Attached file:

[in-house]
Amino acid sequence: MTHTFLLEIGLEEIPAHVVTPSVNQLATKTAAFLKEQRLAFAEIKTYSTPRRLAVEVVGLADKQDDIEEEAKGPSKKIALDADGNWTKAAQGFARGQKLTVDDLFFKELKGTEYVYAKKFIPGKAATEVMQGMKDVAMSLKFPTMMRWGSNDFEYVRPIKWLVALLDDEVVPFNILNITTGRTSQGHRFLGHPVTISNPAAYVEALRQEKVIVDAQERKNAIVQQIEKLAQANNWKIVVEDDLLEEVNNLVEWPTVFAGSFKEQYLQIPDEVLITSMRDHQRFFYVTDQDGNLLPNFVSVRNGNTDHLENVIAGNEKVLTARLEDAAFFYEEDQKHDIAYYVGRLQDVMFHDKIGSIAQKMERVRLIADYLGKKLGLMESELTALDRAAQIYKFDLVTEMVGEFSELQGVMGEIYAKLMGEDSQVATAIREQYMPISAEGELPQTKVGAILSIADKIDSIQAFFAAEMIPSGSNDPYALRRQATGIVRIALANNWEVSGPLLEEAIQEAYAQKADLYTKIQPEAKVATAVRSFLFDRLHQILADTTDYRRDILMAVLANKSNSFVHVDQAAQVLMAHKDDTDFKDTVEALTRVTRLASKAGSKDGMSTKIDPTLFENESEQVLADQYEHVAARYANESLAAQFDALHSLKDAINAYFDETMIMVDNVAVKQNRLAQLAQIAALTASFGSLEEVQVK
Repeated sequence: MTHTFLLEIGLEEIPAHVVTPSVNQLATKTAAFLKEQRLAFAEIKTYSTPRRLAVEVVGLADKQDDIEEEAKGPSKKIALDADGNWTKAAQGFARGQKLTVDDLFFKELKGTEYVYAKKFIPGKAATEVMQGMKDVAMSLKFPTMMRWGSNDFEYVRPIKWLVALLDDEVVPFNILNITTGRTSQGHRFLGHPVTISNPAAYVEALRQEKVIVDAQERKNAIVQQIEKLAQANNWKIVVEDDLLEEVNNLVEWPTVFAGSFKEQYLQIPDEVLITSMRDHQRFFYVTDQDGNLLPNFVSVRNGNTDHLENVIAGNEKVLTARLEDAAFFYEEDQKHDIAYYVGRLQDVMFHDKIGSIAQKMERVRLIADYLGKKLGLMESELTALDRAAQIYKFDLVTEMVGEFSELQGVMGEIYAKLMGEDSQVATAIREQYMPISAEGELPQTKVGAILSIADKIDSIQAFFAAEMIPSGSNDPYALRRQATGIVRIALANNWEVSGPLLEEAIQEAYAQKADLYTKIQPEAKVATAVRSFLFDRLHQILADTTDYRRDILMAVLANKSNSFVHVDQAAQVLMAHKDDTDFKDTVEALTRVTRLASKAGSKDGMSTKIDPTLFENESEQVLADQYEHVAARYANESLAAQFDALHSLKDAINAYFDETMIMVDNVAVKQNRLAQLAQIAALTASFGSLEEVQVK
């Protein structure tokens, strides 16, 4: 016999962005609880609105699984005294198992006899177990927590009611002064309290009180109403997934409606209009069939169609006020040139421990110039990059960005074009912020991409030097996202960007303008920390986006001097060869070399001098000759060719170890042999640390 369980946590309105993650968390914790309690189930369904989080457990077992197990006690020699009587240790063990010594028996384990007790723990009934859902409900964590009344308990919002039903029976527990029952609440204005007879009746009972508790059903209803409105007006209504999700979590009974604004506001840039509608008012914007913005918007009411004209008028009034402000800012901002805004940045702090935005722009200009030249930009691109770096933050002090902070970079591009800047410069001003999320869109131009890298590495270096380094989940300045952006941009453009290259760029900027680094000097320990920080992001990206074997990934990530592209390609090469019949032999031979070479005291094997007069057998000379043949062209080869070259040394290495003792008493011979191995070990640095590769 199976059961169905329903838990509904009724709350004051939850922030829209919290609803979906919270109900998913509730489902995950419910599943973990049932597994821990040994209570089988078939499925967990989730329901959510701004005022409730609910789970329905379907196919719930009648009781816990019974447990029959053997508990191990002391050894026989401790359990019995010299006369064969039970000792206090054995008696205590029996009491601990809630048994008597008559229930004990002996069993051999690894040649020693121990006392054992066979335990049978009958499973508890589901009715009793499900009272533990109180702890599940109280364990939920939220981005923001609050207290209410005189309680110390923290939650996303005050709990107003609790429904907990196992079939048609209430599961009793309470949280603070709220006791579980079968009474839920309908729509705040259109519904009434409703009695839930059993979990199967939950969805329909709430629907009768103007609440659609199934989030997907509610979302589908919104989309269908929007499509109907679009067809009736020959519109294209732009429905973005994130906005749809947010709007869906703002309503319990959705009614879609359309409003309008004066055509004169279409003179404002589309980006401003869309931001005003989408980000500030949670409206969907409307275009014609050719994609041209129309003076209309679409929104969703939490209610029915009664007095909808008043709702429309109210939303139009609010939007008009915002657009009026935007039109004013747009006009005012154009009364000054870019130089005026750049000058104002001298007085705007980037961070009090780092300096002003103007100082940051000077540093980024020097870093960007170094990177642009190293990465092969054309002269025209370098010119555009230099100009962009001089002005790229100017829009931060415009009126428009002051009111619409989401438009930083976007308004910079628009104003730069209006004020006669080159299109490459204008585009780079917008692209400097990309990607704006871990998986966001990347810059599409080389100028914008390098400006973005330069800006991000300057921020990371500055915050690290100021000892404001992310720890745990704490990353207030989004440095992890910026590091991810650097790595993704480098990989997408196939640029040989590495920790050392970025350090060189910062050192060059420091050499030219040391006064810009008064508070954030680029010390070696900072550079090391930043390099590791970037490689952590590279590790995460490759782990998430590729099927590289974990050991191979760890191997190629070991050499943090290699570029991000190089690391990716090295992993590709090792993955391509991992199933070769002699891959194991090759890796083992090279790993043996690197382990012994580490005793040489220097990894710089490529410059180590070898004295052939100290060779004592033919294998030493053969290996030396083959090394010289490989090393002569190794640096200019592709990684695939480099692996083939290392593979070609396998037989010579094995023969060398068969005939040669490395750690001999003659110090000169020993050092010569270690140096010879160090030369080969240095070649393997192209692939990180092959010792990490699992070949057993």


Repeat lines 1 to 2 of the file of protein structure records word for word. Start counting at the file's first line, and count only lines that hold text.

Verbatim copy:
[in-house]
Amino acid sequence: MTHTFLLEIGLEEIPAHVVTPSVNQLATKTAAFLKEQRLAFAEIKTYSTPRRLAVEVVGLADKQDDIEEEAKGPSKKIALDADGNWTKAAQGFARGQKLTVDDLFFKELKGTEYVYAKKFIPGKAATEVMQGMKDVAMSLKFPTMMRWGSNDFEYVRPIKWLVALLDDEVVPFNILNITTGRTSQGHRFLGHPVTISNPAAYVEALRQEKVIVDAQERKNAIVQQIEKLAQANNWKIVVEDDLLEEVNNLVEWPTVFAGSFKEQYLQIPDEVLITSMRDHQRFFYVTDQDGNLLPNFVSVRNGNTDHLENVIAGNEKVLTARLEDAAFFYEEDQKHDIAYYVGRLQDVMFHDKIGSIAQKMERVRLIADYLGKKLGLMESELTALDRAAQIYKFDLVTEMVGEFSELQGVMGEIYAKLMGEDSQVATAIREQYMPISAEGELPQTKVGAILSIADKIDSIQAFFAAEMIPSGSNDPYALRRQATGIVRIALANNWEVSGPLLEEAIQEAYAQKADLYTKIQPEAKVATAVRSFLFDRLHQILADTTDYRRDILMAVLANKSNSFVHVDQAAQVLMAHKDDTDFKDTVEALTRVTRLASKAGSKDGMSTKIDPTLFENESEQVLADQYEHVAARYANESLAAQFDALHSLKDAINAYFDETMIMVDNVAVKQNRLAQLAQIAALTASFGSLEEVQVK